A Natural Teacher and IU’s Ambassador to the World
Indiana Memorial Union
November 9, 2011
It is my great pleasure to welcome you to the inaugural Patrick O’Meara International Lecture. This lecture series has been named in honor of Patrick O’Meara, who retired after over three decades of meritorious service to Indiana University.
I am delighted to welcome Patrick’s brother Timothy O’Meara, Provost Emeritus at the University of Notre Dame; Patrick’s nephew Timothy; and Associate Dean of the College of Science at Notre Dame, Sister Cathleen Cannon.
Would you all please stand for our recognition and greetings?
I am also pleased to welcome Representative Lee Hamilton and his wife Nancy, IU Trustee Phil Eskew, and University Chancellor Emeritus Ken Gros Louis.
Greetings in Seoul
In 2008, I led a delegation to Seoul, South Korea, where we visited Yonsei University. There we met over a dozen faculty members who had graduated from Indiana University, one of whom was Yeon-Seob Ha, who was then serving as Dean of International Affairs. Dr. Ha greeted all of us warmly, but he reserved a special welcome for Vice President Patrick O’Meara, who had served as his dissertation advisor during Dr. Ha’s time as a doctoral student at IU.
This meeting, and many others like it around the world, reinforced to me the worldwide impact that Patrick O’Meara has had as an educator and an ambassador of higher education over the many decades that he has served the university.
Prelude and Career at Indiana University
Patrick’s international expertise traces its roots to his early days in South Africa where he was born. He earned a bachelor’s degree at the University of Capetown and came to Indiana University in the 1960s. Here he earned his master’s and doctoral degrees in political science with a specialty in African politics.
He is an acclaimed expert in this area, having published a number of books, including the classic textbook Africa, a standard text used by nearly 100 universities and colleges around the world.
In addition to his service on the faculty in the School of Public and Environmental Affairs, Patrick has served as Director of the African Studies Program, Dean of International Programs, and the first Vice President for International Affairs.
Among his many other accomplishments in that role, he led the effort to create the university’s first international strategic plan, one of the first such plans in the nation.
Though Patrick officially retired June 30th of this year, he graciously agreed to continue serving the university as Chairman of the Center for International Education and Development Assistance and Special Advisor to the President, for which I am most grateful.
Honoring Achievement and Dedication
For his dedication to international partnership and higher education, Patrick has been recognized with the Cross of Saint George awarded in Spain; the Warsaw University Medal; the Amicus Poloniae from the Embassy of Poland; an honorary doctorate from National Institute of Development University in Thailand; and the Gold Cross of Merit of the Republic of Hungary.
Indiana University has awarded him the Thomas Hart Benton Medal, the IU John Ryan Award, and the IU Distinguished Service Award.
Students as a Measure of Achievement
More than these awards, though, are Patrick’s students to whom I would like to return. Such students so often reflect the best values of their closest faculty advisors.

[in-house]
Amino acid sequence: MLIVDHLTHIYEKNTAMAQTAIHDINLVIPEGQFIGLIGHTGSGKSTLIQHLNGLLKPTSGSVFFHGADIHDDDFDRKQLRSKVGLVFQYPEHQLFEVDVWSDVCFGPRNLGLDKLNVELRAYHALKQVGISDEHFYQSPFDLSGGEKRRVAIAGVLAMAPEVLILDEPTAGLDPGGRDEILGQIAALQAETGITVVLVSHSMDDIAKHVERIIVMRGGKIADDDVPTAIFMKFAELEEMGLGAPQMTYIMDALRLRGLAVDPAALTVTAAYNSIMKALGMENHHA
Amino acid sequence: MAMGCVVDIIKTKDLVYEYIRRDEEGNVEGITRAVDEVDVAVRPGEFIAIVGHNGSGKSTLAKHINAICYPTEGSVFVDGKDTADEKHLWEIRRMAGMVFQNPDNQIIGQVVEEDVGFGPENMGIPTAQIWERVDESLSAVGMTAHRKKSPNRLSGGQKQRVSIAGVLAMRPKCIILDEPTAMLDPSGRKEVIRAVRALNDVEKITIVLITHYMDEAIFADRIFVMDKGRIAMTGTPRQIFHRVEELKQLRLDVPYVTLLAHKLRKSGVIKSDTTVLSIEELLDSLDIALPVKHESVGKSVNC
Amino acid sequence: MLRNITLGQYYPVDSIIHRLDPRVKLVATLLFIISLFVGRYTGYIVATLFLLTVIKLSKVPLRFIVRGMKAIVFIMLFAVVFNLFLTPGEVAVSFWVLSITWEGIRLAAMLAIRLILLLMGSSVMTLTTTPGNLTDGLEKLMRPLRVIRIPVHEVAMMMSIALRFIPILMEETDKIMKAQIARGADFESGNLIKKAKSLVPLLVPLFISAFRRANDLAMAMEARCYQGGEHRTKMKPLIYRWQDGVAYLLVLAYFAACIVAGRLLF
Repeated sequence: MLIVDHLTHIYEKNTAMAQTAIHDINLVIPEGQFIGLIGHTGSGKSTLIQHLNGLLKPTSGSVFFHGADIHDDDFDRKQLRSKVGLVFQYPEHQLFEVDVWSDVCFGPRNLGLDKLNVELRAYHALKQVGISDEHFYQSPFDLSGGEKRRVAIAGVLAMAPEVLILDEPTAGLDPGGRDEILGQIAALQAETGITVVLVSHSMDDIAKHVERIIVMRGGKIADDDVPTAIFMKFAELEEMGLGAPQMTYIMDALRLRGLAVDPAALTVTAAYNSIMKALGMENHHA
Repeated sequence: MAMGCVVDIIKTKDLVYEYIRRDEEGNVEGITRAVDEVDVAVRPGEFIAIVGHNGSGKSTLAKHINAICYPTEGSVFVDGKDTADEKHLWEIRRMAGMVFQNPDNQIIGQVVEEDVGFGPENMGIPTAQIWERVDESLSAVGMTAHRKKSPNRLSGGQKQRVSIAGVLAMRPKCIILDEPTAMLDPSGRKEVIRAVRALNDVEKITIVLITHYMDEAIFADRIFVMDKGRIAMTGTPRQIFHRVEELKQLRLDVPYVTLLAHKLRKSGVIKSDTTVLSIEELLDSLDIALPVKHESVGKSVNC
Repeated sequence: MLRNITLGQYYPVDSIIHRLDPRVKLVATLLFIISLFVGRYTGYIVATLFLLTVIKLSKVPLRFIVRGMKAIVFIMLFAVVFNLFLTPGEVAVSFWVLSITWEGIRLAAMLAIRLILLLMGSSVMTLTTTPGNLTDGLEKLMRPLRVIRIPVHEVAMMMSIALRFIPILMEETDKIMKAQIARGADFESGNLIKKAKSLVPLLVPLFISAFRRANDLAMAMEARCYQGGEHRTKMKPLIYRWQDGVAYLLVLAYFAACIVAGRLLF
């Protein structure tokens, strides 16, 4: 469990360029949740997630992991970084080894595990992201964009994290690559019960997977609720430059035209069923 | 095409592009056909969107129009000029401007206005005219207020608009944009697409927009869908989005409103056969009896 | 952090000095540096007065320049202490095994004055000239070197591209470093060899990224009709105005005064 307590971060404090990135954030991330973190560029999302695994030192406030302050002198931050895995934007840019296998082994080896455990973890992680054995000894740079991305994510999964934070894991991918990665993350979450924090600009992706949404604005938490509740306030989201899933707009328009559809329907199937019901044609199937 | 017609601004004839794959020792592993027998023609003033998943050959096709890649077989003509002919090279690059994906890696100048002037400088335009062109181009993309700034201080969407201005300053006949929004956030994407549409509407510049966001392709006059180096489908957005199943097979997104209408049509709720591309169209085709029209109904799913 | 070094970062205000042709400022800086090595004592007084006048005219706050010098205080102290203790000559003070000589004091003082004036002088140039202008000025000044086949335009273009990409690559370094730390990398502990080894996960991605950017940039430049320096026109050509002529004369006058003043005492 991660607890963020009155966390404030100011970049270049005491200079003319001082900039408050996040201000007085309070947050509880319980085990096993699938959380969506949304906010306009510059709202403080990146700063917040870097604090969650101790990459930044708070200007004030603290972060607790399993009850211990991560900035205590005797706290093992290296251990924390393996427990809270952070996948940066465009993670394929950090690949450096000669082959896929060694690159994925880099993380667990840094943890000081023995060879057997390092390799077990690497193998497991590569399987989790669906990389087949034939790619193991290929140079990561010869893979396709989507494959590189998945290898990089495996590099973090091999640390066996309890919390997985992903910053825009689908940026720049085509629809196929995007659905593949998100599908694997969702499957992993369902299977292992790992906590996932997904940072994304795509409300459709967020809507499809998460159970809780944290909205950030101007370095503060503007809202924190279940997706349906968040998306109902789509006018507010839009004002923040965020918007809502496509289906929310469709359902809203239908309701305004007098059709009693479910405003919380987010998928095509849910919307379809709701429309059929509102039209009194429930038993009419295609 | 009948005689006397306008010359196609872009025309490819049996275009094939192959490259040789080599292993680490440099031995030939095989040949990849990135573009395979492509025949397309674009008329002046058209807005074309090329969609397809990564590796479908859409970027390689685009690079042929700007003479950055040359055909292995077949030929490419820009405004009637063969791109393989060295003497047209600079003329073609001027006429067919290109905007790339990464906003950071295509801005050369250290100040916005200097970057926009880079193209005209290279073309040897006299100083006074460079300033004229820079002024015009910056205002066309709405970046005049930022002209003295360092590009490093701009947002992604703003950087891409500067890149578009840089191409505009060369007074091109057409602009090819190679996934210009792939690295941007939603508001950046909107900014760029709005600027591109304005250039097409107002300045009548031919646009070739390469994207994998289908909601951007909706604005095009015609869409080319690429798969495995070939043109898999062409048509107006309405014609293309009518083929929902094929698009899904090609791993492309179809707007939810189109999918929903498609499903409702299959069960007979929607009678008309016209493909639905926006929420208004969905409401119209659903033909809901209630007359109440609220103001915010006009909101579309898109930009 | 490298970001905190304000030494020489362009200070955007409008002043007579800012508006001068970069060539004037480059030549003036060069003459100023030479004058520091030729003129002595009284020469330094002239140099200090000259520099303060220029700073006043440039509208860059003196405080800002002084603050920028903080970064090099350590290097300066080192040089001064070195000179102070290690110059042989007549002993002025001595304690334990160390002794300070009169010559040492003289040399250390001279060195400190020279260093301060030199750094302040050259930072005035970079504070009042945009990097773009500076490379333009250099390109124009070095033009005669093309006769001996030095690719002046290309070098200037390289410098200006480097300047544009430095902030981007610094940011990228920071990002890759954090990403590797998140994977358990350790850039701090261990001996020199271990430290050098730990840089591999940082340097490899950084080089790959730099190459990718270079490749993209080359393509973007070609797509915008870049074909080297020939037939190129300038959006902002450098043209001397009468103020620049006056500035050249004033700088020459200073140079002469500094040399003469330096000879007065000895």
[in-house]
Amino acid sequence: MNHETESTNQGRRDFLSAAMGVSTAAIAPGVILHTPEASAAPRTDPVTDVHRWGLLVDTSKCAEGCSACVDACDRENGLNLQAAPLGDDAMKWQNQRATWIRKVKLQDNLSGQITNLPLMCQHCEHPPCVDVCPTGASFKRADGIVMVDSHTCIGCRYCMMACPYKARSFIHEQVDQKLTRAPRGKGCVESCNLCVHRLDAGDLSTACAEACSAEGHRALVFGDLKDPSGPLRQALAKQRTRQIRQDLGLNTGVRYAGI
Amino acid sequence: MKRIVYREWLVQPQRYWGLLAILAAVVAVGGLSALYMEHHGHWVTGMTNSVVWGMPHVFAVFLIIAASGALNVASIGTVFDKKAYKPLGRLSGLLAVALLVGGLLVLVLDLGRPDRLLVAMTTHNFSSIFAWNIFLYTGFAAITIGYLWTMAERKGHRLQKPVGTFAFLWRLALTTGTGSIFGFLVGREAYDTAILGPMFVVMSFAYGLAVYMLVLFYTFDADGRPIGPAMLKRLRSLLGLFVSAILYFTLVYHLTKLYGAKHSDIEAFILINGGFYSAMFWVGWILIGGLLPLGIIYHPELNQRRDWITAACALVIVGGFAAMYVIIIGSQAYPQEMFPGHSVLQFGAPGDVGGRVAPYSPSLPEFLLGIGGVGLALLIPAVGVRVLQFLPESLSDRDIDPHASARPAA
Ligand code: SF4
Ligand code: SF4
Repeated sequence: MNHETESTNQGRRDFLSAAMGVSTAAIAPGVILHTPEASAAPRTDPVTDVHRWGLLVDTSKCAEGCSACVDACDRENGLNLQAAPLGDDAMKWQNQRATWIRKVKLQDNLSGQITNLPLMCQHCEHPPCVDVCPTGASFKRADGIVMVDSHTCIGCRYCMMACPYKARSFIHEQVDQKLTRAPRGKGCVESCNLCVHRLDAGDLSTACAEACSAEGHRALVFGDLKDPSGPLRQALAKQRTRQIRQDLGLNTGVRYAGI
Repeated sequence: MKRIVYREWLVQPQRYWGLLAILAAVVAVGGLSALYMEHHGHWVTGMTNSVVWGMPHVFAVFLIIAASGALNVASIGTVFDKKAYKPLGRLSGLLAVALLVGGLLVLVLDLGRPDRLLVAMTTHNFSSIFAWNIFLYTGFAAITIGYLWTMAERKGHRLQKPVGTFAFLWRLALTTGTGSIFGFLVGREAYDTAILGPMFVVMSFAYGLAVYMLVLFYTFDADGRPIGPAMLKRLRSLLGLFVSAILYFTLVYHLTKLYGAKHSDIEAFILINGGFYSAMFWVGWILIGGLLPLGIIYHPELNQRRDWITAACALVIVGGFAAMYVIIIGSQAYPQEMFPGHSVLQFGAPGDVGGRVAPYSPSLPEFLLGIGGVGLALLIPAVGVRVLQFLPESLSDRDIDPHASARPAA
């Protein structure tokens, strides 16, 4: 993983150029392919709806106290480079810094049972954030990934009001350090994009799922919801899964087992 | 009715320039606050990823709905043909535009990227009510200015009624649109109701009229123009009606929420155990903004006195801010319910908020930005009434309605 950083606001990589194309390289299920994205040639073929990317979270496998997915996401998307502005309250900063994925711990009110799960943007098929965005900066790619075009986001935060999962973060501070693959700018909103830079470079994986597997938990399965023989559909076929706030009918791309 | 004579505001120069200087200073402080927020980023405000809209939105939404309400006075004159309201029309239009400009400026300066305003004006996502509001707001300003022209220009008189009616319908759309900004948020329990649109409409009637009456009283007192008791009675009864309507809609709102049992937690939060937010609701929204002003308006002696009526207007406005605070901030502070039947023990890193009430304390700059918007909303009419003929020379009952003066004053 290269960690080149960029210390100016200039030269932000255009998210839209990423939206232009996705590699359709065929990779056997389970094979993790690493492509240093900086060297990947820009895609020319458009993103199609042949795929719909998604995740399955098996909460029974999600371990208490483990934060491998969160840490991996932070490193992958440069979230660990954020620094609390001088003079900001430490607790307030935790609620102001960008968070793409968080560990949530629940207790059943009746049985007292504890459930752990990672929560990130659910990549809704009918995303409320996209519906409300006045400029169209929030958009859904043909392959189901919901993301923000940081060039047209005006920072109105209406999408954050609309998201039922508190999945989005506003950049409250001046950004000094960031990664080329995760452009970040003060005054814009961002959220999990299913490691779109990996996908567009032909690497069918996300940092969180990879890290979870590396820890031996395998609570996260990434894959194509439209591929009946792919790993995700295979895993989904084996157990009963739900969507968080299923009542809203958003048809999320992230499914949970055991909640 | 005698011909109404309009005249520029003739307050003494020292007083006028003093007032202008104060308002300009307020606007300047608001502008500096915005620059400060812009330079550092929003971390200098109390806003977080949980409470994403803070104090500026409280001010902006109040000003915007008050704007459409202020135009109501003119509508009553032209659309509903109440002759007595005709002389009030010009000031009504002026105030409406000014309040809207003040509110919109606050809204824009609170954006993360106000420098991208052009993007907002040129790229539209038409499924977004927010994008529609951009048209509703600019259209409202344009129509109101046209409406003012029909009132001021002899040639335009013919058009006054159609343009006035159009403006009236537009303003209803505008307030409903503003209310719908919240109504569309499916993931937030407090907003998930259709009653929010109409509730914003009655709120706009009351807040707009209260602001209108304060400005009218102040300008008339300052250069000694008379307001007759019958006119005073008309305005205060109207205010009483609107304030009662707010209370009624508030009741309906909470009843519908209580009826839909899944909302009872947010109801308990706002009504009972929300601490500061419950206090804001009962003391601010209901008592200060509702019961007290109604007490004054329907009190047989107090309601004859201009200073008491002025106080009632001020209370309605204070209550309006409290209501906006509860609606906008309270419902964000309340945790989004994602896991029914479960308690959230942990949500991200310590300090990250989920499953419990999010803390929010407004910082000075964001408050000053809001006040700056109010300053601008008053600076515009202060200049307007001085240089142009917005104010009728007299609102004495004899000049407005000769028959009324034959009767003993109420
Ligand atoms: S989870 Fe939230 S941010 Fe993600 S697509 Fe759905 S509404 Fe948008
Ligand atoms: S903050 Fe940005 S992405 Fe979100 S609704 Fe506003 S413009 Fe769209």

Patrick’s students include Amy Patterson, who chairs the Political Science Department at Calvin College. They include Daniel Green, who is on the faculty at the University of Delaware, and Brent Never, who teaches at the University of Missouri in Kansas City. They include Chancellor of IU Kokomo Michael Harris.
And they include literally hundreds of others, whom he has taught, advised, and mentored over the years.
Having travelled with Patrick around the world, I might count myself among those students for all that I have learned from him about statesmanship, grace, elegance, dignity and wit.
I will never forget what he taught me during a ride we shared on a 1950s, Tito-era plane that he and I took from Zurich to Skopje in Macedonia. Perhaps he will share those details.
He is a natural teacher, and this lecture series is a most fitting way to honor all that he has given to his students, colleagues, and friends over the years.
Bestowing The President’s Medal
I would also like to add to those honors this afternoon.
Patrick, would you please join me at the podium.
In recognition of all that you have done for Indiana University, for your colleagues and students, and for the international community, it is my great pleasure to present you with the highest honor an Indiana University president can bestow: the President’s Medal for Excellence.
This medal itself is a reproduction in silver of the symbolic jewel of office worn by Indiana University’s president at ceremonial occasions. The precious stones represent the university’s cultivation of reading, writing, and arithmetic, as well as the arts, sciences, and humanities.
Criteria for recipients of this honor include distinction in public service, service to Indiana University, achievement in a profession, and/or extraordinary merit and achievement in the arts, humanities, sciences, education, and industry.
Patrick, you have exceeded these criteria during the course of your magnificent career at Indiana University, and for that let me extend our deepest and most grateful thanks.
By virtue of the authority vested in me by the trustees of Indiana University, in gratitude for your extraordinary service, dedication, and leadership over many years, I am privileged and honored to present to you the President’s Medal for Excellence.